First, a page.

I was tweeting because I wanted attention. And I wanted attention, so I could build a platform. And I wanted to build a platform to get the kinds of writing jobs that require having a large following, such as professional novelist or TV writer. And I wanted those particular writing jobs because they’re prestigious and come with respect. And I wanted respect because there was a part of me that felt like I needed to prove something to my father and grandfather who didn’t support my aspirations of being a professional writer when I was a kid. And that hurt me deeply.

Just like casinos prey on our gambling addictions, social media preys on our attention addiction. We want everyone to know we’re smart, talented, and beautiful, so we feel like it ourselves. What actually made me feel better about the lack of paternal support I got when I was young was… drumroll, please… therapy! As an artist, social media has largely been a distraction for me, and success bias aside, I’ll bet it’s a distraction for most artists looking for success on a platform. If you’ve ever stopped yourself from working on a dream project because it wouldn’t share well, like I have, maybe the platform is the problem, not your idea.

In a casino, the house always wins. When you make art for your own satisfaction, you increase your odds.

🎲 Your Turn: What social media sites are you on regularly these days? Do you enjoy using them?

🔌 Plugs: I’ll be speaking at Narrascope in the Museum of Play in Rochester this Sunday! My presentation is called First Person Talkers and it’s about games that focus on simulating conversation. If you’re planning to attend, I’d love to see you there.

📨 Next Week: I’ll give you a sneak peek at the VR and console games I’ve been working on…

Image by macrovector_official on Freepik

Geoffrey Golden is a narrative designer, game creator, and interactive fiction author from Los Angeles. He’s written for Ubisoft, Disney, Gearbox, and indie studios around the world.

13 responses to “Platforms are Casinos for Artists”

  1. If we only saw the excellent stuff, the ads would be less enticing. Coupled with the fact you only get that dopamine hit when good content feels like a novelty; it creates an inherent bias in the social platforms to show as much ‘just good enough’ content as possible.

    TV seems to be having the same issue. We’ve been through this second golden age of amazing shows, and it’s only losing money for streaming services. They’re all seemingly pivoting back to safe bet affordable mediocrity, peppered with ads, and actively cancelling well-received shows to keep up with our demand for the illusion of choice.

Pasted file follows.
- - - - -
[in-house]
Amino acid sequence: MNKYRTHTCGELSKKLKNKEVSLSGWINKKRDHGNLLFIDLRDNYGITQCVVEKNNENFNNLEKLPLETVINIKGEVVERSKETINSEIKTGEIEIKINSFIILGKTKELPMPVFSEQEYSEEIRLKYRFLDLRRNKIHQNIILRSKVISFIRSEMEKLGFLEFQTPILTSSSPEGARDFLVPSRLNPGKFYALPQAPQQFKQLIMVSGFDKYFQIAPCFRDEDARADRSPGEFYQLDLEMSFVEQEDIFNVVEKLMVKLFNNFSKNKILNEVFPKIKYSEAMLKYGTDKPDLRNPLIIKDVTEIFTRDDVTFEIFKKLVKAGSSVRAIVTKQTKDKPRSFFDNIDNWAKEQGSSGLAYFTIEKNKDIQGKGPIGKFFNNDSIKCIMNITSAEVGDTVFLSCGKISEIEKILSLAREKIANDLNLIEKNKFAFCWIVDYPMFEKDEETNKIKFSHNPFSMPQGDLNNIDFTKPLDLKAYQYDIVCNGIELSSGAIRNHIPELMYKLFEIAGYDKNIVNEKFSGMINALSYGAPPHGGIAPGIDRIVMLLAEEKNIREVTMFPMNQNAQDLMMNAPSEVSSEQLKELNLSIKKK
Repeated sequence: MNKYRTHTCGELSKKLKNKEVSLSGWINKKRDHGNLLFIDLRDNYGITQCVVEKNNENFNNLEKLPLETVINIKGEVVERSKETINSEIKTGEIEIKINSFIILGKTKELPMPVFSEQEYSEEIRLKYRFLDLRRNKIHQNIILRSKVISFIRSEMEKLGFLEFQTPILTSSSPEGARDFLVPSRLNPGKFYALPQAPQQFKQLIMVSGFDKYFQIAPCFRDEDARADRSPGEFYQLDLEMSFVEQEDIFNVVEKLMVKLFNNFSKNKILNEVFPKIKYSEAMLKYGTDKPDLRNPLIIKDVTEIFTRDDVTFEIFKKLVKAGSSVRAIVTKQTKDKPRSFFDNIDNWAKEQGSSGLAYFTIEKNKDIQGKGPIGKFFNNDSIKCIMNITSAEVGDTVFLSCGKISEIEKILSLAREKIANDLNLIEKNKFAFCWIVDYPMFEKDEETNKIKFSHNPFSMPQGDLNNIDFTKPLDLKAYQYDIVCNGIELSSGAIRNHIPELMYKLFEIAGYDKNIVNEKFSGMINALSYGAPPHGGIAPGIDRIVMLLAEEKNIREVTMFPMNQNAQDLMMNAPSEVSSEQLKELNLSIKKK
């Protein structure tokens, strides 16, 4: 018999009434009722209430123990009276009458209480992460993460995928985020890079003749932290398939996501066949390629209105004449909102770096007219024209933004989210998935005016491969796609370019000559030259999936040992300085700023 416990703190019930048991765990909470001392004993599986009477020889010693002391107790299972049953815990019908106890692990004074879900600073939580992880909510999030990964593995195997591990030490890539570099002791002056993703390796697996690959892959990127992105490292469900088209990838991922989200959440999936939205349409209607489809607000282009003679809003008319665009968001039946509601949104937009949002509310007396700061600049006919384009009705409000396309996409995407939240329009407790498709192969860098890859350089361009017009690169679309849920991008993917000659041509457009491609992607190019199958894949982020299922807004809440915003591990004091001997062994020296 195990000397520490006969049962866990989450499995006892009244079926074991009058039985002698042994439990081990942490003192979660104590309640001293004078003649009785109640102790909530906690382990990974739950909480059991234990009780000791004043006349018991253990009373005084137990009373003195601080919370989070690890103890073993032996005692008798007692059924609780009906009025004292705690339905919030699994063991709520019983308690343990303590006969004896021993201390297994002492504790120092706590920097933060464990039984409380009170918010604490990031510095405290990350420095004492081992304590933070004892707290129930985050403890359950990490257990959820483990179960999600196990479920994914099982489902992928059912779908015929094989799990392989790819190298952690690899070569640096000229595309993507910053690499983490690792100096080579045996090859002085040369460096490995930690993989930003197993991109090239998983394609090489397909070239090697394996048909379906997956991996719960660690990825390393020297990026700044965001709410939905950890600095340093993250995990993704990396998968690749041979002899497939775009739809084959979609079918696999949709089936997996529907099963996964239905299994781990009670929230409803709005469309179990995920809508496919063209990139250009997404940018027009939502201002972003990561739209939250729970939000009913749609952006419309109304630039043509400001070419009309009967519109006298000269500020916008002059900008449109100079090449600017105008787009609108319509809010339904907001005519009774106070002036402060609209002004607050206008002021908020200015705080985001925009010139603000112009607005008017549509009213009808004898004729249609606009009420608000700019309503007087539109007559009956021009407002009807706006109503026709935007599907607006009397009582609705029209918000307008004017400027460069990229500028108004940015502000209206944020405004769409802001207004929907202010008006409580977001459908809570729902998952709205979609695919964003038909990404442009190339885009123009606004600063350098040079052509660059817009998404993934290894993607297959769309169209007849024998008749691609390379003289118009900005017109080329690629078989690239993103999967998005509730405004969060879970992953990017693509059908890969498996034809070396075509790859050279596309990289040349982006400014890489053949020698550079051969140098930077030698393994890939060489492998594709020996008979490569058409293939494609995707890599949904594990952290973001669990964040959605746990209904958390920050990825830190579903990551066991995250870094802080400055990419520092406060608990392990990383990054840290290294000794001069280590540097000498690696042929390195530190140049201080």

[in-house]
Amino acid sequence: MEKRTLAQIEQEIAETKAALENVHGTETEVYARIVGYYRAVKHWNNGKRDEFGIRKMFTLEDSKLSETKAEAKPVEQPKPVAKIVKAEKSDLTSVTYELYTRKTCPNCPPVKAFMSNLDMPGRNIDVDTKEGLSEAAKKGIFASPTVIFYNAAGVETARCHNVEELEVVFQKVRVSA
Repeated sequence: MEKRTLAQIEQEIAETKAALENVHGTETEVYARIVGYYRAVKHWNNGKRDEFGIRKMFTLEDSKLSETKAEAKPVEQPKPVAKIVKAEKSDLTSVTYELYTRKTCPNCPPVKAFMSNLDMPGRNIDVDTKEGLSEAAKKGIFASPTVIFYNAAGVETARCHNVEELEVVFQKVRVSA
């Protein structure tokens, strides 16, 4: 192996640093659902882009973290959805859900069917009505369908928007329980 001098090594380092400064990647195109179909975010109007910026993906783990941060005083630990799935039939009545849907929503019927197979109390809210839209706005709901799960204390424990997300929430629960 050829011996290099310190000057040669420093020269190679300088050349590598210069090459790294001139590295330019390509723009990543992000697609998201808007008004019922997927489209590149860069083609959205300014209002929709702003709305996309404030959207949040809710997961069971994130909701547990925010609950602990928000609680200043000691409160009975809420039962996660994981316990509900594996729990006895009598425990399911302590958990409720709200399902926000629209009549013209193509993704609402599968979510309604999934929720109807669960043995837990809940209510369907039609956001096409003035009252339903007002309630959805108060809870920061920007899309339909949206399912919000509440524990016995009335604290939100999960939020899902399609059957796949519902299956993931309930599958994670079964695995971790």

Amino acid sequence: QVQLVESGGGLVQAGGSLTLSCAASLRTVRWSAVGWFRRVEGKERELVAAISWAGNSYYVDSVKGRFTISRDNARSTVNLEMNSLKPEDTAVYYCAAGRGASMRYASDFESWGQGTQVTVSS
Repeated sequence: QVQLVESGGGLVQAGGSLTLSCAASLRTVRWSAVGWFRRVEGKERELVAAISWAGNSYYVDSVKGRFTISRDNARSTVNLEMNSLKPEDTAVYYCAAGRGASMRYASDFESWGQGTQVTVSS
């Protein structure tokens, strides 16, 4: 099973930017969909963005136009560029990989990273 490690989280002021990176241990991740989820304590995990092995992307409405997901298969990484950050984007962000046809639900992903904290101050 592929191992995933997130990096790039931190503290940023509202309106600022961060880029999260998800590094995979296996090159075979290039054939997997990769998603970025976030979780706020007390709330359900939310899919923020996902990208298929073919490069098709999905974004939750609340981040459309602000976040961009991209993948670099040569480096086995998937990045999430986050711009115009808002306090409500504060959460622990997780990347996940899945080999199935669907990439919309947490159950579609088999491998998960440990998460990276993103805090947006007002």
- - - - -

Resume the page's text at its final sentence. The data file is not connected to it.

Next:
I read emails and substacks from people who write well, like yourself 😉

    I occasionally log in to Instagram and immediately (after 30-500 minutes of scrolling) feel cheated of my time.

    1. I get that calculous. And of course, the algorithm is also serving content designed to enrage, which is fun.

      Thanks for reading, Glyn! I’m similar. I’ve pivoted away from Twitter, et al, and mostly read newsletters.

  2. Oh, and speaking of the algorithm… Thank Turing the primary place I share my amateur fiction writing doesn’t have that malware and instead just has a very good tagging system you can search and filter against to find stories to your taste and by defaults sorts results by date update in most recent first order(though you can also sort alphabetically, or by things like word count, number of hits, number of reader comments, or by number of kudos(the site’s equivalent of upvotes).

  3. I avoid modern social media like the plague and prefer oldschool social media like forums and mailing lists… Sadly, Forums have become kind of an endangered species and it seems like everything is a Facebook Group, Discord Server, or subreddit these days, with all 4 of the forums I’m currently on being downright ancient in Internet terms(one of them, I’ve been a member of for 20 years, and another states in it’s page title Online since 2002). Closest I come to touching modern social media is being an active commenter on the Kickstarters I back and occasionally posting a comment on a YouTube video.

    Interestingly enough, of the four, three are primarily dedicated to low tech computer games.

    The Forums I’m on include:

    Sonic Retro, a Sonic the Hedgehog forum focused primarily on hacking the older games with a secondary focus of archiving the history of Sonic and the rest of Sega’s catalog(This is the one I’ve been on for 20 years)

    The Twisty Puzzles Forum, which is what it says on the tin. It’s a forum dedicated to Twisty Puzzles like the Rubik’s Cube, though there are discussions of other kinds of mechanical puzzle on there as well. This is the one that’s been online since 2002, though I joined in 2008.